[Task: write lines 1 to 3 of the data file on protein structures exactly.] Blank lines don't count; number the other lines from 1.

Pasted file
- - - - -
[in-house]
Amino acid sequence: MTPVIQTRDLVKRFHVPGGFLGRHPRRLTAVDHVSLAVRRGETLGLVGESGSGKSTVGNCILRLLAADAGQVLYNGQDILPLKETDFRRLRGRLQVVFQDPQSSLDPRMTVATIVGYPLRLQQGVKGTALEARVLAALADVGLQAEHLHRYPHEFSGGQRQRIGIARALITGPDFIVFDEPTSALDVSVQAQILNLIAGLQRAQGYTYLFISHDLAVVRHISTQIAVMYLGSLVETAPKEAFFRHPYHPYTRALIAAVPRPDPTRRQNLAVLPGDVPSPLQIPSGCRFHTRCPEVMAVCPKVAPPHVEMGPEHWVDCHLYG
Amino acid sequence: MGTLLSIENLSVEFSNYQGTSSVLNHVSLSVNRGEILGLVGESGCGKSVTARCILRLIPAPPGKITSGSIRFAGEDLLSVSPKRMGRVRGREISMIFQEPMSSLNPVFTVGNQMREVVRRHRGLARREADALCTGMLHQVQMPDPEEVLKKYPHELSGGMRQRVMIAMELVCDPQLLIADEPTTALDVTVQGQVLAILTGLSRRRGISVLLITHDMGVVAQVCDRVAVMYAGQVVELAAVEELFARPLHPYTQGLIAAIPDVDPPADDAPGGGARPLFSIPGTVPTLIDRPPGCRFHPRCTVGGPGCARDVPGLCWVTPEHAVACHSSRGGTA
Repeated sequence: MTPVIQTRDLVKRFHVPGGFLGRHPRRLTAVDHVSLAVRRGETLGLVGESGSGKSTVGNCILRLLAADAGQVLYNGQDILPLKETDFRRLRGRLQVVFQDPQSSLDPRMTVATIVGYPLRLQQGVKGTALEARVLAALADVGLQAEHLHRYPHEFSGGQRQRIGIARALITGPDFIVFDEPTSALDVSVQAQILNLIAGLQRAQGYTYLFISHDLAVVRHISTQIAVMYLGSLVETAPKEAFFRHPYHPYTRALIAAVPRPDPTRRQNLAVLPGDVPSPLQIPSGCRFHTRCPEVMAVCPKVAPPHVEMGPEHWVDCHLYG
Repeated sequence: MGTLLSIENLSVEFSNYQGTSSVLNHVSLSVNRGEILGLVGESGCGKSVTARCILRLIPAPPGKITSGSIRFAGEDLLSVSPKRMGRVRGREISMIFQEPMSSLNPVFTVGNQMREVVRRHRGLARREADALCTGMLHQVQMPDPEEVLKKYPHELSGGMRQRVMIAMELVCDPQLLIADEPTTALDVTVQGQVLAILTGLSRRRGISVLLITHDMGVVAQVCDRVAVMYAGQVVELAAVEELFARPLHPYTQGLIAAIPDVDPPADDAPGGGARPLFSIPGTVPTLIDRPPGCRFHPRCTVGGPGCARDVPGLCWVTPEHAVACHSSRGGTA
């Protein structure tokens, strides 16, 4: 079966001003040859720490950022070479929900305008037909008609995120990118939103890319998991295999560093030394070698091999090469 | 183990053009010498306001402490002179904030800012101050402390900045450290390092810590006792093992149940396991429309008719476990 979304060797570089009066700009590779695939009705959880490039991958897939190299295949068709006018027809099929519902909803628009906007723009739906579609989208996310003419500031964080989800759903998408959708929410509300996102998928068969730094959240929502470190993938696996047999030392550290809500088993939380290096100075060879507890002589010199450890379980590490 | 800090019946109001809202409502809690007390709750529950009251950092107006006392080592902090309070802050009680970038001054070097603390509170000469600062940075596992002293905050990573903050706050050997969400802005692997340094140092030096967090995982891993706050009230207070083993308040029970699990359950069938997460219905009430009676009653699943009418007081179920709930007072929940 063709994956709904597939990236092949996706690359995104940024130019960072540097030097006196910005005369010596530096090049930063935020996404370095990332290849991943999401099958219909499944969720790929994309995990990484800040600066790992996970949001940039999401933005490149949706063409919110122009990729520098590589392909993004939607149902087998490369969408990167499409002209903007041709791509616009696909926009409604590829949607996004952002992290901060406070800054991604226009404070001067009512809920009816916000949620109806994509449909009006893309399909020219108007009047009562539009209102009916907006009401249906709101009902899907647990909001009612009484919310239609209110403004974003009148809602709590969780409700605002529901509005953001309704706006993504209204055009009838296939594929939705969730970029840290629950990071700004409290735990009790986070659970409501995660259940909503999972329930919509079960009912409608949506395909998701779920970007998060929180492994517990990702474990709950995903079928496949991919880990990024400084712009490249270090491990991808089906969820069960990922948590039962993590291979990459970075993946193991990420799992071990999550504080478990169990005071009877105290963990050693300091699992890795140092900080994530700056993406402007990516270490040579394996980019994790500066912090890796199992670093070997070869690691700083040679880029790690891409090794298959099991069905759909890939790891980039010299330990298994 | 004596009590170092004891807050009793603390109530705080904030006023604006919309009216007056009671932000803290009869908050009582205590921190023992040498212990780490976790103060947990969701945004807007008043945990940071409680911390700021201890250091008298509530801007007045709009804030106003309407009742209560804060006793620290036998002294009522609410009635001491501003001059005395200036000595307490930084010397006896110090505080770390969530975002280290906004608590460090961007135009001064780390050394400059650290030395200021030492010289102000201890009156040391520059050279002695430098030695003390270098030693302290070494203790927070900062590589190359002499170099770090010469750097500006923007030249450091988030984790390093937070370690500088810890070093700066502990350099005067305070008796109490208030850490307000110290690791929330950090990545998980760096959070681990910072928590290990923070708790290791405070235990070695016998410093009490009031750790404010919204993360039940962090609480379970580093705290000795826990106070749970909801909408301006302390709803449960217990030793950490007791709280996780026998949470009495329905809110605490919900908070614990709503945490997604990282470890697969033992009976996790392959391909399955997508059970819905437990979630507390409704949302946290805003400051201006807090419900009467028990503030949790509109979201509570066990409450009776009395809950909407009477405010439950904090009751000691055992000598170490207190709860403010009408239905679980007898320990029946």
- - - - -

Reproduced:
[in-house]
Amino acid sequence: MTPVIQTRDLVKRFHVPGGFLGRHPRRLTAVDHVSLAVRRGETLGLVGESGSGKSTVGNCILRLLAADAGQVLYNGQDILPLKETDFRRLRGRLQVVFQDPQSSLDPRMTVATIVGYPLRLQQGVKGTALEARVLAALADVGLQAEHLHRYPHEFSGGQRQRIGIARALITGPDFIVFDEPTSALDVSVQAQILNLIAGLQRAQGYTYLFISHDLAVVRHISTQIAVMYLGSLVETAPKEAFFRHPYHPYTRALIAAVPRPDPTRRQNLAVLPGDVPSPLQIPSGCRFHTRCPEVMAVCPKVAPPHVEMGPEHWVDCHLYG
Amino acid sequence: MGTLLSIENLSVEFSNYQGTSSVLNHVSLSVNRGEILGLVGESGCGKSVTARCILRLIPAPPGKITSGSIRFAGEDLLSVSPKRMGRVRGREISMIFQEPMSSLNPVFTVGNQMREVVRRHRGLARREADALCTGMLHQVQMPDPEEVLKKYPHELSGGMRQRVMIAMELVCDPQLLIADEPTTALDVTVQGQVLAILTGLSRRRGISVLLITHDMGVVAQVCDRVAVMYAGQVVELAAVEELFARPLHPYTQGLIAAIPDVDPPADDAPGGGARPLFSIPGTVPTLIDRPPGCRFHPRCTVGGPGCARDVPGLCWVTPEHAVACHSSRGGTA